"Not one story in the mainstream corporate media mentioned the crucial point that what had been done to Fallujah was a massive war crime or really multiple war crimes," writes Dave Lindorff of "the collective punishment of a population for the actions of a few enemy fighters within their midst, the refusal to allow civilians to evacuate the scene of a battle, the wanton destruction of a city, etc." — See No Evil. More:
- The Nuremberg Charter, as well as the Geneva Conventions, drawn up in 1949 and approved by the US Senate, make it clear that collective punishment, as practiced widely, particularly on the Eastern Front in World War II by the Nazi Wehrmacht, is a war crime. As Article 33 of the Fourth Geneva Convention puts it:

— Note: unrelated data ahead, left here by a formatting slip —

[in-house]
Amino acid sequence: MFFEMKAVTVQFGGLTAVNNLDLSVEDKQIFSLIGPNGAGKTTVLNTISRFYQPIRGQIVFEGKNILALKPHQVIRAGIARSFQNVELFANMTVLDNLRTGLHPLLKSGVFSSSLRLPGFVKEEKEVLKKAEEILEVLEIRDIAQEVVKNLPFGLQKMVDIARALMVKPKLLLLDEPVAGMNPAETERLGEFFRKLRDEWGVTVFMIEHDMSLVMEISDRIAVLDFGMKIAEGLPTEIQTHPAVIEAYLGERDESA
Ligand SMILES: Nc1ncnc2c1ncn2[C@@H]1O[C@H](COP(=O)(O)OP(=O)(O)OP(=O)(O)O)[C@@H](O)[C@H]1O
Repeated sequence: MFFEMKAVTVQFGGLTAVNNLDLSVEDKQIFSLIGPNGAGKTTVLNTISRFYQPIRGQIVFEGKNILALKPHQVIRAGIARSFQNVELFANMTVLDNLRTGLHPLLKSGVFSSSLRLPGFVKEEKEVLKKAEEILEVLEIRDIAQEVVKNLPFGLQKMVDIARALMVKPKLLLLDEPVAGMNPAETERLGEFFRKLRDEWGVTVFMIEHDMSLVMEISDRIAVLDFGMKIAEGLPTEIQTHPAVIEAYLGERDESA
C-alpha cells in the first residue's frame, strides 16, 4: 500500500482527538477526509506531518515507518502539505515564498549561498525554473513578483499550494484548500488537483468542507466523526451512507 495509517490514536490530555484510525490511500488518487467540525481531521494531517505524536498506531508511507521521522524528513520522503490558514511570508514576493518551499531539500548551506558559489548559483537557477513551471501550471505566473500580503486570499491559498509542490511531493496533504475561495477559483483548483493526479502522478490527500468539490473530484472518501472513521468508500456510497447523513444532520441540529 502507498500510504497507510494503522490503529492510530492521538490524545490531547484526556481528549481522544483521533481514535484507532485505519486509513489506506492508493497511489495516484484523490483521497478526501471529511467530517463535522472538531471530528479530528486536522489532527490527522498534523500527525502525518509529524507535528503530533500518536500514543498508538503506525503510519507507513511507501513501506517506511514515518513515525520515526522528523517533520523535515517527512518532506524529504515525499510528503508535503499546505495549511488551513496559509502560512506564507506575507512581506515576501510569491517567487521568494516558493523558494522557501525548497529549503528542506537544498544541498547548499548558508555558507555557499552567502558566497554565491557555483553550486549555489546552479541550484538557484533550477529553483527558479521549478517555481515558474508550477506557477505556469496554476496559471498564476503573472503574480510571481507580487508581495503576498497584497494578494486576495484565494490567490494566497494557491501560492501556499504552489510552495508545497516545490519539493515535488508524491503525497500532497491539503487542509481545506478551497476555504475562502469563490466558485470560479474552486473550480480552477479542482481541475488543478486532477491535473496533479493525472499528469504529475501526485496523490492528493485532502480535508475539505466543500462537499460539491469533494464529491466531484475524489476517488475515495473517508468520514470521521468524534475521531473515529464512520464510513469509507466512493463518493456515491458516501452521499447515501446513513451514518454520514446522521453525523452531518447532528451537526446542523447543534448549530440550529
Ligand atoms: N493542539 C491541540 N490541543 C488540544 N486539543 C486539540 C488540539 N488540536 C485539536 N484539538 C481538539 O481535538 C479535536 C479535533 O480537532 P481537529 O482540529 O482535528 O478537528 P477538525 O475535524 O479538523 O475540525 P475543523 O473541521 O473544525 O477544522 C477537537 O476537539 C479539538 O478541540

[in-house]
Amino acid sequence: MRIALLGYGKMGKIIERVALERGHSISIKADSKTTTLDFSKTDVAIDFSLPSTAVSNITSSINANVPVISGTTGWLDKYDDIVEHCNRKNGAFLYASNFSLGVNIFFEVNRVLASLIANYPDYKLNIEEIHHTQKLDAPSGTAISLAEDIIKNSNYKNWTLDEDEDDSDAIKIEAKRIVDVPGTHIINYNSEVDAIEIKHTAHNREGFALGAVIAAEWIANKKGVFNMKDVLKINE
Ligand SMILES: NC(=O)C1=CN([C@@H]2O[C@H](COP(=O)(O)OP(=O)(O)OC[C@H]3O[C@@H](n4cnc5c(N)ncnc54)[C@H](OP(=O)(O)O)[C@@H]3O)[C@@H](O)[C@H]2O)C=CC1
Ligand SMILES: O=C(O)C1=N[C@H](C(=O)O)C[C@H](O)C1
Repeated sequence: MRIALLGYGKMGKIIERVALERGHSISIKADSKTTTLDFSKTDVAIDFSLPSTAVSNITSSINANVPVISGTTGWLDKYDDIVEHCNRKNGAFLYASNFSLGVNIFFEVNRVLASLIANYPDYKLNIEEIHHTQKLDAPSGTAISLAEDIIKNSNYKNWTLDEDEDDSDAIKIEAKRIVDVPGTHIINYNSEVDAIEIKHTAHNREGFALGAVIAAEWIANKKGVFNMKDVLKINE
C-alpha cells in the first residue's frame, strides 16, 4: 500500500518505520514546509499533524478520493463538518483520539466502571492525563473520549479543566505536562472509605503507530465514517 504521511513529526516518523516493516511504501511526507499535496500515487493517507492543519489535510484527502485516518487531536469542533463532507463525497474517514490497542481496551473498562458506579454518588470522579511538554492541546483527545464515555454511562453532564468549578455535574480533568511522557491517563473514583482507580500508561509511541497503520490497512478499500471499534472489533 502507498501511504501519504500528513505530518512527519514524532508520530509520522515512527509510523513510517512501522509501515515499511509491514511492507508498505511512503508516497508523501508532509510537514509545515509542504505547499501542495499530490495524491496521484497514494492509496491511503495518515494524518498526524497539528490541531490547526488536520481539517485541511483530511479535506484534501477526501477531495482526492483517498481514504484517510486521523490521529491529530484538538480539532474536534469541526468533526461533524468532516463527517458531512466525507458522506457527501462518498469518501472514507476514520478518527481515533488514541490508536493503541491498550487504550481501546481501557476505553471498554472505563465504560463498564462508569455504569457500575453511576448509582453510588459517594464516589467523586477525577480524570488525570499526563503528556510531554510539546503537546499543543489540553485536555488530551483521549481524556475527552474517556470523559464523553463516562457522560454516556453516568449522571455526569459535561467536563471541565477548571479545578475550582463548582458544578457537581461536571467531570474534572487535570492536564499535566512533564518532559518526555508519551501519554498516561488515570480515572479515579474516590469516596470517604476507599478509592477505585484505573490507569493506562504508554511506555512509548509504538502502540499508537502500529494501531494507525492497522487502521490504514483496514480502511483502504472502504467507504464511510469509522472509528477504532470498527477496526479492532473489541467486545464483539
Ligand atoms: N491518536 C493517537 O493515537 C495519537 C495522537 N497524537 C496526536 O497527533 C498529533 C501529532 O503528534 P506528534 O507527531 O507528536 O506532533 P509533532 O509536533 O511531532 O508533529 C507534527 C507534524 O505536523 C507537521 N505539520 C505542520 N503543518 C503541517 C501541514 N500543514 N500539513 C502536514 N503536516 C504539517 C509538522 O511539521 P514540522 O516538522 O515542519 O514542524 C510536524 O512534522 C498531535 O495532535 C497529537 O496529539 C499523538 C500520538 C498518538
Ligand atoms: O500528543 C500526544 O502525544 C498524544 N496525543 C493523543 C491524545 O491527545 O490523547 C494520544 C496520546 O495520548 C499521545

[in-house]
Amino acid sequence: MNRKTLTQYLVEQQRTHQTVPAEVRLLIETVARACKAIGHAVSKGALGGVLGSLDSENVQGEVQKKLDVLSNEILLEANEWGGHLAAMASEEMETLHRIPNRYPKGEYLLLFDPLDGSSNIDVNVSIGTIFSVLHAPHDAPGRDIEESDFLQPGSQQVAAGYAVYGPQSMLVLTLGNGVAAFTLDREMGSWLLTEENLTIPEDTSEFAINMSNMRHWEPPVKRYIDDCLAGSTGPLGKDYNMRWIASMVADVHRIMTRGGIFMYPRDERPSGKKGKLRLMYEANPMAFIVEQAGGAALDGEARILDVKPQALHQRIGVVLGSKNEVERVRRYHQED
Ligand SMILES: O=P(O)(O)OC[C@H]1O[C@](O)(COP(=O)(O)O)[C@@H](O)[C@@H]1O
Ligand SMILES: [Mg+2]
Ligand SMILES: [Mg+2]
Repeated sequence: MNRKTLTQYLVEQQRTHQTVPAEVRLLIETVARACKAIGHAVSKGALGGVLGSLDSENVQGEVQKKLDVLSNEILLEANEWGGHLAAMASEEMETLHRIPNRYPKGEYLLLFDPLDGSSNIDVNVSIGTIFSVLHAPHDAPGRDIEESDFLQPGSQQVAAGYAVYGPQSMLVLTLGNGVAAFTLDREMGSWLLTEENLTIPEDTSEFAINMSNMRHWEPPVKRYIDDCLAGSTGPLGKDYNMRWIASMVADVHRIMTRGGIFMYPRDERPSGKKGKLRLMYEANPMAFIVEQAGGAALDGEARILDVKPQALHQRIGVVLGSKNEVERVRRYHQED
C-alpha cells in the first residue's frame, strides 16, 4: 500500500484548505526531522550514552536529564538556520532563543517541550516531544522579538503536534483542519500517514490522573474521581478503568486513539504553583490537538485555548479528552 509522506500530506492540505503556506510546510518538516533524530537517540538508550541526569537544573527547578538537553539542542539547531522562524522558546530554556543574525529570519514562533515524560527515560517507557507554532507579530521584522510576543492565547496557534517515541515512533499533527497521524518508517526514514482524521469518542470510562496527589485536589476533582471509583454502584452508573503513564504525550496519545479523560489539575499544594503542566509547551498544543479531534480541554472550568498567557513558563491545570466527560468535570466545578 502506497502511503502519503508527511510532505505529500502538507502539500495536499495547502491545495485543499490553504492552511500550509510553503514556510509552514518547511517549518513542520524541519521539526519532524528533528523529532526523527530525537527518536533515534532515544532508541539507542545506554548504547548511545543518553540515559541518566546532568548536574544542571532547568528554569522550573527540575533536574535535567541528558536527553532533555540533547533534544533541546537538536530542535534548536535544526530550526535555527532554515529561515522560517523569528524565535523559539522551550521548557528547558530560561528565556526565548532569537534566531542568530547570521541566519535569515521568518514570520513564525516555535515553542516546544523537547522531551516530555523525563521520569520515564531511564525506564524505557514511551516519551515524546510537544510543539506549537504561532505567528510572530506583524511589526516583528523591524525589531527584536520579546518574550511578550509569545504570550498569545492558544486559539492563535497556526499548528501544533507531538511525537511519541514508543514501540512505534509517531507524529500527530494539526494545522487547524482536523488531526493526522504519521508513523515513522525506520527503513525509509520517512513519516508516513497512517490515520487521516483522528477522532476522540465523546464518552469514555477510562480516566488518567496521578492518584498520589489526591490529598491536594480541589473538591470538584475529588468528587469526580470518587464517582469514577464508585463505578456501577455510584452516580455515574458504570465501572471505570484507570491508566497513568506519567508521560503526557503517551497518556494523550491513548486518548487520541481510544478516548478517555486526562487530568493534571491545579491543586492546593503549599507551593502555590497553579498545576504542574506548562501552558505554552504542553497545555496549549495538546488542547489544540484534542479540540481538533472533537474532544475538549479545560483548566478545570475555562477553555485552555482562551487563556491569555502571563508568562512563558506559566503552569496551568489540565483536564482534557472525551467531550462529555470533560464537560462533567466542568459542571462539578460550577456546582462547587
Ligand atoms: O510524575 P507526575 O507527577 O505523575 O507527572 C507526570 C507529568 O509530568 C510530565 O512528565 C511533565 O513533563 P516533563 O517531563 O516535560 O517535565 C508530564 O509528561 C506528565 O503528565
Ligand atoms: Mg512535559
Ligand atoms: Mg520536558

- No protected person may be punished for an offense he or she has not personally committed. Collective penalties and likewise all measures of intimidation or of terrorism are prohibited.
Other Geneva Conventions were also violated by the US assaults on Fallujah, which featured the deliberate targeting of hospitals and ambulances, as well as the active refusal to allow male non-combatants to flee the scene of impending battle, the execution of wounded or captured enemy fighters, and the denial of protected status to boys under the age of 18 who were seeking to flee the scene of battle.